This article was updated in May 2021
Considering collaborations and the next frontier in social services
During a career that spanned more than 33 years at Greater Twin Cities United Way, which serves St. Paul and Minneapolis and the surrounding areas, Caty Jirik repeatedly and exponentially expanded services and developed funding for complex multi-agency programs. MissionBox writer Anna Bliss talked with Caty, who is now retired, about nonprofit collaboration and the next frontier in social services.
United Way of the Greater Twin Cities stewards about $60 million each year into the community. How did you collaborate with the agencies you supported to achieve their goals and United Way's goals?
We used a very competitive, open process in certain focus areas. Then, we funded programs at agencies over a course of three years and held them accountable for outcomes. We did a lot of collaboration and partnership with our funded agencies in order to get those results. For a vast majority of these agencies, we needed to work closely with them on their services. The 2-1-1 service access system is a different story. It's not just our funded agencies, it was the entire nonprofit community.
You were instrumental in forming groundbreaking collaborations between corporate and private funders and United Way to address social problems in the Greater Twin Cities. Could you tell us about that?
A lot of collaboration was about finding the right niche for United Way and a foundation. How can United Way support this foundation while creating a niche that isn't duplicative? Another direction we took was collaborating with corporations. For instance, discount retailer Target was interested in creating a program for kids and fitness and they wanted to work with United Way in the Twin Cities and around the United States. We had something similar going on with manufacturer General Mills about food insecurity — how to distribute more food and better food. We worked together with neighborhood grocery stores to get healthy food into impoverished neighborhoods.
What do you see as the next frontier in social services?
I'm excited about the next generation of healthcare partnering with nonprofits and social service providers. With the Affordable Care Act, healthcare providers are under more scrutiny and being held accountable for actual patient outcomes. There's been a lot of research showing that patient outcomes are very connected to social determinants such as food insecurity, lack of housing, lack of general healthcare, lack of jobs, poor schools, and so on. One of the 2-1-1 initiatives was a collaboration with Hennepin County Medical Center and Allina Health to figure out how they could provide patients with a kind of a prescription that includes food, counseling and other social determinants, using 2-1-1's information and specialists to direct those referrals.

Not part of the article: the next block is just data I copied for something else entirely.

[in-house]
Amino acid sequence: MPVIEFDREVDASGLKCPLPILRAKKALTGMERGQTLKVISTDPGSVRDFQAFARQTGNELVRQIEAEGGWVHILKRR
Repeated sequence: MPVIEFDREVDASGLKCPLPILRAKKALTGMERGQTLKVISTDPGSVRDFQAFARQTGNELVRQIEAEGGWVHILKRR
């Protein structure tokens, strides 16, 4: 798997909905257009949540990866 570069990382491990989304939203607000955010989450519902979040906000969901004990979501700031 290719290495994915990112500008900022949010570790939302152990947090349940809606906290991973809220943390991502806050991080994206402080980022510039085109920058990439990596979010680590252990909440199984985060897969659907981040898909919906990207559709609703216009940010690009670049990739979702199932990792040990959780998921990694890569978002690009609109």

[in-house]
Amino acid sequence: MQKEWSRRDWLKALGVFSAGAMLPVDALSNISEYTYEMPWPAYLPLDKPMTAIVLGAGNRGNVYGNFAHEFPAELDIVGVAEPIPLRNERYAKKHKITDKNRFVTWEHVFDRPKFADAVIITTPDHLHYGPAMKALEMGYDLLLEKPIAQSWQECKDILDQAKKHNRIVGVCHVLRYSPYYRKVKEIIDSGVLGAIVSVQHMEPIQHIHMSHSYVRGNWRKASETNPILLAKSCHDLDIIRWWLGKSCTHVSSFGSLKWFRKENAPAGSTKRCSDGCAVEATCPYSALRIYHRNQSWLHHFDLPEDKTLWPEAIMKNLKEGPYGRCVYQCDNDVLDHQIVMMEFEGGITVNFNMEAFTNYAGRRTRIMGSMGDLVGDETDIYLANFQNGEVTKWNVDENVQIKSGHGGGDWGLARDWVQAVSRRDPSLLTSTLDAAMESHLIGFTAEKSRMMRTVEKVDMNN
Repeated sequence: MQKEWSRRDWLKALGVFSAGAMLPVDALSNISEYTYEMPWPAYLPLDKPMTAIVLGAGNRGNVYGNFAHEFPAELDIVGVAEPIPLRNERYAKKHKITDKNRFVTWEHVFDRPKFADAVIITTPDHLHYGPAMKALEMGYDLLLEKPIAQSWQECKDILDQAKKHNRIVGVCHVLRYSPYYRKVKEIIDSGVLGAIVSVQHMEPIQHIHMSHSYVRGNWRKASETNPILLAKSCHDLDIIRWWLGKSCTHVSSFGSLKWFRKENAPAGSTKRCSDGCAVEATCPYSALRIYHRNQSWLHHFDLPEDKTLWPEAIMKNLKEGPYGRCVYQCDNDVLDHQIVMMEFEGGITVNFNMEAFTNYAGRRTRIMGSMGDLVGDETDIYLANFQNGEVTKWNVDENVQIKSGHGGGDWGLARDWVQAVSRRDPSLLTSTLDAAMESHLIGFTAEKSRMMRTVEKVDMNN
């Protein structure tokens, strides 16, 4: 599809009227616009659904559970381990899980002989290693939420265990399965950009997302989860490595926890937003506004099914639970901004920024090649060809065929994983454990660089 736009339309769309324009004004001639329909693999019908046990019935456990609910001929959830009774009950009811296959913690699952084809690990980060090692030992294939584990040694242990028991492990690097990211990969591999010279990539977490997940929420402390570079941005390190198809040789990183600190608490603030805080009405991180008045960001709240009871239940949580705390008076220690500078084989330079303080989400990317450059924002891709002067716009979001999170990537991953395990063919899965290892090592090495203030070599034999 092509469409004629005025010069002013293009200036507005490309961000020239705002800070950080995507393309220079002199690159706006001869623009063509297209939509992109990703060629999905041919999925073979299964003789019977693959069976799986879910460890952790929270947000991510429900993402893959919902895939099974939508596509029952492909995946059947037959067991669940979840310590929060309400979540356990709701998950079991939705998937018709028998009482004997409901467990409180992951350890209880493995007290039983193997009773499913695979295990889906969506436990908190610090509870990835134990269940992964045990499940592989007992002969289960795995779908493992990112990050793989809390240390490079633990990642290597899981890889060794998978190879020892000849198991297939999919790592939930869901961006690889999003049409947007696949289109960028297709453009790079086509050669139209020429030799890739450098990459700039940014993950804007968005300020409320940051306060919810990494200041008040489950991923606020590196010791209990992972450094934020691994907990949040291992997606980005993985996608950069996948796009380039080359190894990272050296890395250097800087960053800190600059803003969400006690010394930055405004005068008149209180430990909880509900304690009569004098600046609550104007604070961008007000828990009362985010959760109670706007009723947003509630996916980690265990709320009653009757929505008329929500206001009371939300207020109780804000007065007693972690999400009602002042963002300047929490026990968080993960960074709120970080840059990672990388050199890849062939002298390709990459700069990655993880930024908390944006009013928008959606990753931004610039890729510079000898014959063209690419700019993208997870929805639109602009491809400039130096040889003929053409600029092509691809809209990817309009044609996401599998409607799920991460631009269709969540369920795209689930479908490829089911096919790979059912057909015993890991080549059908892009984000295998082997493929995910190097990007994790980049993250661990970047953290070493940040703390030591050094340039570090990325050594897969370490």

So, the movement is about providing even low-income patients with holistic care?
Right. Let's say you have diabetes. In addition to a prescription for insulin, you'll also receive referral sources for specific kinds of foods.
What do you see as some of the biggest challenges facing social services right now?
One of the biggest challenges for the United States is how to create an infrastructure that's supportive of new immigrants. As we see immigration increasing, we need to build communities that welcome and can accommodate new immigrants. A related challenge is that we're not going to have enough trained workers for the jobs that are actually available without significant workforce training. That's why we worked with the state of Minnesota and other nonprofit providers on a program called Career Academy, a curriculum in schools that prepares students with an associate's degree that can grow directly into skilled employment. Rather than just a high school diploma, the student also gets a degree or certification in a field or career that provides a living wage, such as an electrician.
What are your hopes for the next generation?
I hope that the next generation can totally embrace diversity and bring about more equity in the world —and that millennials, especially, will embrace giving back.
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During a career that spanned more than 33 years at Greater Twin Cities United Way, Caty Jirik repeatedly and exponentially expanded services and developed funding for complex multi-agency programs. Caty is recently retired as the director of United Way 2-1-1, which provides free and confidential health and human services information 24 hours a day, seven days a week. Caty grew 2-1-1 from a local information and referral system to a statewide service access system, which is now part of a national system making more than 14 million referrals a year. In Minnesota, more than 500,000 referrals a year are made with access to 40,000 health and human service resources across the state. Caty is also an active member of the MissionBox Advisory Board.